How does this work for monsters? The GM has to set a threshold for body points, and that’s a judgment call. Some creatures might be entirely body points–a gelatinous cube is unlikely to dodge a pike thrust–while others may combine skill with physical hardiness.
Correlating with Storytelling
When a character is hit, damage is rolled as appropriate and we have three possibilities:
Case 1: The new hit point total did not cross into the body point threshold. This means the character was not physically injured. This is a great opportunity for roleplaying: an attack is coming that would fell a normal person. What is an in-character way to avoid it? The GM may even hand the reins over to the player:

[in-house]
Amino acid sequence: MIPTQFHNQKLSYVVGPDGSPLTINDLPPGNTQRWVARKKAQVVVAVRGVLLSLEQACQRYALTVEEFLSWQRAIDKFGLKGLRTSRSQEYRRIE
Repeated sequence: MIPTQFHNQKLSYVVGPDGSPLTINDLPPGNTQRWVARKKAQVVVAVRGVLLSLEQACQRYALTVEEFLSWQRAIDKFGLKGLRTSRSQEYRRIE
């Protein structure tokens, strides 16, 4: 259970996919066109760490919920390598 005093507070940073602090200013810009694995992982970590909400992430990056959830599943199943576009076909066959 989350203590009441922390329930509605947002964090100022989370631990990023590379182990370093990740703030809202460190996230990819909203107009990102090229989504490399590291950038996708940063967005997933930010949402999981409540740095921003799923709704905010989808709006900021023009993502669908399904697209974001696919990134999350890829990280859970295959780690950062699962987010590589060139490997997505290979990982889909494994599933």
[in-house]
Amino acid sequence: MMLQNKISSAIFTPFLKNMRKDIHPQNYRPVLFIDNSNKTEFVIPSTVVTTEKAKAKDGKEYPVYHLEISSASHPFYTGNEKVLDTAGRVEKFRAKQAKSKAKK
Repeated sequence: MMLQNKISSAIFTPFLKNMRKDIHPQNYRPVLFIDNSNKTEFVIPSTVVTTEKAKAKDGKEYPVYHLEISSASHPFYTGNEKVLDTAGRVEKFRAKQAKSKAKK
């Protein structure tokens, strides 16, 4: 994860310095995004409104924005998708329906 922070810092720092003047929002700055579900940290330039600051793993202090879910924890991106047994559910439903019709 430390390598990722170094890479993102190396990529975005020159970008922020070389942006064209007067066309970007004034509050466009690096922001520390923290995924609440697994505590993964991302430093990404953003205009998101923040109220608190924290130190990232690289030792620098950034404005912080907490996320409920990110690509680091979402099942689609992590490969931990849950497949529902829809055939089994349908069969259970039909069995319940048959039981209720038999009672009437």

“The drow rolled a successful hit and its crossbow bolt is coming at you for 5 damage. You’re still well above your body point threshold. What happens?”
A player with a magic-user character might say: “My hands glow blue and the bolt stops in mid-air, before dropping harmlessly to the ground.”
…or a clueless thief: “Is that what that gust of wind I felt was? I just remembered a sandwich in my backpack and ducked my head in to find it. I wonder when my luck is going to run out.”
…or a stalwart fighter: “I swing around to block it with my shield. Kinda spooky seeing it punch through, only an inch away from my eye!”
Case 2: The new hit point total crossed into the body point threshold. The character took some heroic action to reduce the damage, but wasn’t completely successful. They’ve taken physical damage from it. This probably requires more direction from the GM:
“The dragon breathes a stream of acid for 34 damage. Even with your saving throw, that’s 17 points…14 points go to your quick thinking to raise your shield, blocking most of the spray, but you weren’t able to completely block it all. It’s burned through your armor and the acid is leaving a terrible and painful wound on your arm!”